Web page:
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P.F. Chang's

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    Score: 5.00. Votes: 1

    Menu Description: "Served with a ginger chili pepper soy sauce. Steamed or pan-fried."

    Shrimp Dumplings from P. F. Chang's are scrumptious mounds of shrimp and other yummy ingredients wrapped in wonton wrappers and steamed. You can also order them pan-fried, which makes the bottom of each little package a nice crispy brown. The dumplings are served with a soy-based dipping sauce that can be cloned by combining six ingredients in a saucepan. You don't have to be concerned about the size of the shrimp you buy for this recipe, since you're going to puree the shrimp in a food processor. Oh, by the way, you'll need a food processor to puree the shrimp.

    Source: Top Secret Restaurant Recipes 2 by Todd Wilbur.

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    Score: 4.50. Votes: 2

    Menu Description: "Stir-fried with chives and bean sprouts."

    Chefs at P. F. Chang's China Bistro cook most dishes in heavy woks over extremely high heat with flames nipping at their noses. The special stove is designed so that the tall fires work at the back end of the wok, away from the chef. The well-ventilated stove is built with a steady stream of running water nearby to thin sauces and rinse the woks after each dish is prepared. Since we don't have those blaster stoves at home, I've had to tweak the recipe for standard kitchen equipment. A gas stove and a wok will give you the best results, but this recipe can be knocked-off just as well with a large saute pan, if that's all you've got. Things are moving fast in P.F. Chang's kitchens. The chefs are well-trained, but they eyeball measurements for sauces with a ladle, so each wok-prepared dish is going to come out a little different. Considering this, I figured the best way to get a good clone would be to order the dish several times. I averaged the flavors by combining several batches of sauce into one large bowl, and then copied that. The shrimp is lightly breaded—they use potato starch, but cornstarch is a good substitute—and flash fried in oil. Strain the shrimp out of the oil, add it back to the pan with the sauce, and you've got yourself a clone.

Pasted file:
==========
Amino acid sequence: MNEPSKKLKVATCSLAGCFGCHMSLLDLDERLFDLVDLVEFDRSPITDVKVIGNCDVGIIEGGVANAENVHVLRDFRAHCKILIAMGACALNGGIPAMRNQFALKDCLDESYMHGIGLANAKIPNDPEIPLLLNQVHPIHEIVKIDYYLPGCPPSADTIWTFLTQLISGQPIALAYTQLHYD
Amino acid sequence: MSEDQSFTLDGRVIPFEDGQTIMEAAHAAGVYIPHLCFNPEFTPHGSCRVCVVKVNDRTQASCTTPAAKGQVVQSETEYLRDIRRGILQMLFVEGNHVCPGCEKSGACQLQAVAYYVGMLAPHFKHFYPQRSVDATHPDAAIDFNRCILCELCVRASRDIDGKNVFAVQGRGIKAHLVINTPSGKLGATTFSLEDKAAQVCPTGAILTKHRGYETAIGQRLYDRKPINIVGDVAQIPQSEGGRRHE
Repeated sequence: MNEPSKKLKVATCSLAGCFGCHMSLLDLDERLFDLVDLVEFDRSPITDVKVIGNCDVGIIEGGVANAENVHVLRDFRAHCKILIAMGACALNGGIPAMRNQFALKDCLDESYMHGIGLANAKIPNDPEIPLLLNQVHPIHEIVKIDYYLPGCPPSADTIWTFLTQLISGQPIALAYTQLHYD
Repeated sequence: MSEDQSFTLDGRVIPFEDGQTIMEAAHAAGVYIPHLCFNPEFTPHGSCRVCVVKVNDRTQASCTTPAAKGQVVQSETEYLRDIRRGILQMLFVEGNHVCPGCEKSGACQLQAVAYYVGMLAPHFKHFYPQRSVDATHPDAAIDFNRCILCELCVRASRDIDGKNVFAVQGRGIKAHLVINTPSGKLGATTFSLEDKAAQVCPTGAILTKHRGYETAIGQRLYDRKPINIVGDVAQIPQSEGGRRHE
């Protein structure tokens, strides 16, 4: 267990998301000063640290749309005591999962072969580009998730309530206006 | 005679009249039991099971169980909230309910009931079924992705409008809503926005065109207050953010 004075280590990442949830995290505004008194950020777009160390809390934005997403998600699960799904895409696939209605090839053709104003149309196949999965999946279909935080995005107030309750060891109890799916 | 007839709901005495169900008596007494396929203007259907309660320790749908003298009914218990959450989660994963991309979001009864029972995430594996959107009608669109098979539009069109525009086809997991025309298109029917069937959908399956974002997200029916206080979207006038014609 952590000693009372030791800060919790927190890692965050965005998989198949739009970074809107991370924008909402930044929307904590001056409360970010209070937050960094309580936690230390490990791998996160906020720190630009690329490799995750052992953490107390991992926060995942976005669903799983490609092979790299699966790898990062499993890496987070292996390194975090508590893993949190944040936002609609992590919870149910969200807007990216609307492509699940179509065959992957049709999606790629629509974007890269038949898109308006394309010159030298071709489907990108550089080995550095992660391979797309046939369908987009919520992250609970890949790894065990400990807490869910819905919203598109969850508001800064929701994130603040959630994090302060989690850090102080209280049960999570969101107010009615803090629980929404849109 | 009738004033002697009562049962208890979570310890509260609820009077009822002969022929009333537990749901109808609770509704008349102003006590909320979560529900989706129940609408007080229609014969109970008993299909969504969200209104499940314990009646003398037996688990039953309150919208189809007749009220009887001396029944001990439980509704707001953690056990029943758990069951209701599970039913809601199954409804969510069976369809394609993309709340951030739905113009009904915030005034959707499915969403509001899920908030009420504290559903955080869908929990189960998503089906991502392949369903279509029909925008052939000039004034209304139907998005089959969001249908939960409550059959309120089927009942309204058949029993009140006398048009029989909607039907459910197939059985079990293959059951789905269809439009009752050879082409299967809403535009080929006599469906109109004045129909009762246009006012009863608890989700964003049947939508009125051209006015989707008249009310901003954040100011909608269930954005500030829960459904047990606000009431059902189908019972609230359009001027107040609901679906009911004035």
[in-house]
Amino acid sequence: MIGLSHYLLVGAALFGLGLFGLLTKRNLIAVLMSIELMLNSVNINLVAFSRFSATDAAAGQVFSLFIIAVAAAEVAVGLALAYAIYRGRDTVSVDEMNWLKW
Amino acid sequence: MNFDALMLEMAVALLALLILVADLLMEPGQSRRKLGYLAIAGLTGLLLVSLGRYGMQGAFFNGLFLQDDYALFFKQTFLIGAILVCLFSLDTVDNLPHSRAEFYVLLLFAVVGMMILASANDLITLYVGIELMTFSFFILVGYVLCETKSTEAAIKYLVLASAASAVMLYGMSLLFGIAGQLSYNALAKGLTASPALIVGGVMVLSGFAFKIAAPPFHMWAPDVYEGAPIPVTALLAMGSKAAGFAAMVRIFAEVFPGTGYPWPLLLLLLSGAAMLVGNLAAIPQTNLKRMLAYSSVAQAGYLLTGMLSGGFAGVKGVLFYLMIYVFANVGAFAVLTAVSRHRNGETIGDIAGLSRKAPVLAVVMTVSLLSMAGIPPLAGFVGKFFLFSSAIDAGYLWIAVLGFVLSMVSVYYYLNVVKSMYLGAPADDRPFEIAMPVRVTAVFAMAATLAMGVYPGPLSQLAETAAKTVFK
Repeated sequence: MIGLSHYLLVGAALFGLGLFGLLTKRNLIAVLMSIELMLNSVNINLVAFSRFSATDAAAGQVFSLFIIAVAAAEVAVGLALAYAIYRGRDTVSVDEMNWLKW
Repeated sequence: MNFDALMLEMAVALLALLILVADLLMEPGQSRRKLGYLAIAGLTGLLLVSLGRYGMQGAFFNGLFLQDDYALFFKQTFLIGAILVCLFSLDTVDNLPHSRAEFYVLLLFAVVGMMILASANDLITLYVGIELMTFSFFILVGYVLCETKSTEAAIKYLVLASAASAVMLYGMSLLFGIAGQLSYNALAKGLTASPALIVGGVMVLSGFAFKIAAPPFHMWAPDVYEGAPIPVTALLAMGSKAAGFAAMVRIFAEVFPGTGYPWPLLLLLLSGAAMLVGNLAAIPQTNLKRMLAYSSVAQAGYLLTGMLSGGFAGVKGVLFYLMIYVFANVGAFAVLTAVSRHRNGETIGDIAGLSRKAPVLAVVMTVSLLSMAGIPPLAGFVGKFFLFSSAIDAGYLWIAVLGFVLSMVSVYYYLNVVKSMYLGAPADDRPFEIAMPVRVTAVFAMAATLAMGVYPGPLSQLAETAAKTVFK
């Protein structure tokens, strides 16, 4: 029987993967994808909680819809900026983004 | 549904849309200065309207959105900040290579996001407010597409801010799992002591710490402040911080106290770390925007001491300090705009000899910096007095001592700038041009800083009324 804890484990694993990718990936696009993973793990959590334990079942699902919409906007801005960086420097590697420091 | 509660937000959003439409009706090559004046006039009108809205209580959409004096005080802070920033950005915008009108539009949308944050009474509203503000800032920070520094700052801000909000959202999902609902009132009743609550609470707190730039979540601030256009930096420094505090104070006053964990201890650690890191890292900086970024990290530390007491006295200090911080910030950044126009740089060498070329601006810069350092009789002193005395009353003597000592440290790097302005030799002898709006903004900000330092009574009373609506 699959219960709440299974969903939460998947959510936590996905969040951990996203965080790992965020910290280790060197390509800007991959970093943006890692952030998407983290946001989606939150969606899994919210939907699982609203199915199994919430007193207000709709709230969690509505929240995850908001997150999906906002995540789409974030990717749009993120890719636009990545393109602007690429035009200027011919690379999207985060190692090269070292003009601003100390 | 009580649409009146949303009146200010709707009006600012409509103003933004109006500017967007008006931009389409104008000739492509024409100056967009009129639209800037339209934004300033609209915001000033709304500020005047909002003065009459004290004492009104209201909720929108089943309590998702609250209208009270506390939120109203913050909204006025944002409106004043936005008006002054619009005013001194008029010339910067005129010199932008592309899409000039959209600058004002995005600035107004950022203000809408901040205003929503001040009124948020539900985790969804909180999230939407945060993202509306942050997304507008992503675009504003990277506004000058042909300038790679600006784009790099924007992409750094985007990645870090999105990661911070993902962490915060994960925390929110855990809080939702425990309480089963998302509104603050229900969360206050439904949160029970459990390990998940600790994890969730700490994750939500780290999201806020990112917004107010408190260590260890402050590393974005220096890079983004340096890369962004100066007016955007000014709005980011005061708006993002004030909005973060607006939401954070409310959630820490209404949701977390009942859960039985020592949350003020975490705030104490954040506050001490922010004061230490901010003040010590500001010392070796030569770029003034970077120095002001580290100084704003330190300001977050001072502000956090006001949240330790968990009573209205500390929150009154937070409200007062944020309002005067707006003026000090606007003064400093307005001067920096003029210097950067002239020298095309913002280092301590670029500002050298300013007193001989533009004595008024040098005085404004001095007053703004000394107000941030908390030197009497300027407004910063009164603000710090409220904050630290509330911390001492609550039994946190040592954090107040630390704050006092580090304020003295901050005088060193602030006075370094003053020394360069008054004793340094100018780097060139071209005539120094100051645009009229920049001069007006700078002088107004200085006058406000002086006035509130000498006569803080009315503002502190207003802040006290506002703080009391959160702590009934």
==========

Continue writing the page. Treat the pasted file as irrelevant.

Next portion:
Source: Top Secret Restaurant Recipes 2 by Todd Wilbur.

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    Score: 5.00. Votes: 5

    Menu Description: "It's our signature recipe."

    Bring the tropical spirit of this drink to your house with a clone of this potent cocktail from the growing Chinese bistro chain. Mai tai is Tahitian for "out of this world," and P.F. Chang's recipe is one of the best and most authentic. The secret to a true mai tai is found in the original recipe developed by Trader Vic in 1944: almond-flavored syrup, called "orgeat." You can find the sweet stuff in stores that sell coffee flavorings (Torani is one very popular brand), or from bar supply outlets. If you can't find orgeat, there's a clone recipe included in the Tidbits below.

    Source: Top Secret Restaurant Recipes 2 by Todd Wilbur.

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    Score: 4.97. Votes: 33

    Menu Description: "Quickly-cooked steak with scallions and garlic."

    Beef lovers go crazy over this one at the restaurant. Flank steak is cut into bite-sized chunks against the grain, then it's lightly dusted with potato starch (in our case well use cornstarch), flash-fried in oil, and doused with an amazing sweet soy garlic sauce. The beef comes out tender as can be, and the simple sauce sings to your taste buds. I designed this recipe to use a wok, but if you don't have one a saute pan will suffice (you may need to add more oil to the pan to cover the beef in the flash-frying step). P. F. Chang's secret sauce is what makes this dish so good, and it's versatile. If you don't dig beef, you can substitute with chicken. Or you can brush it on grilled salmon.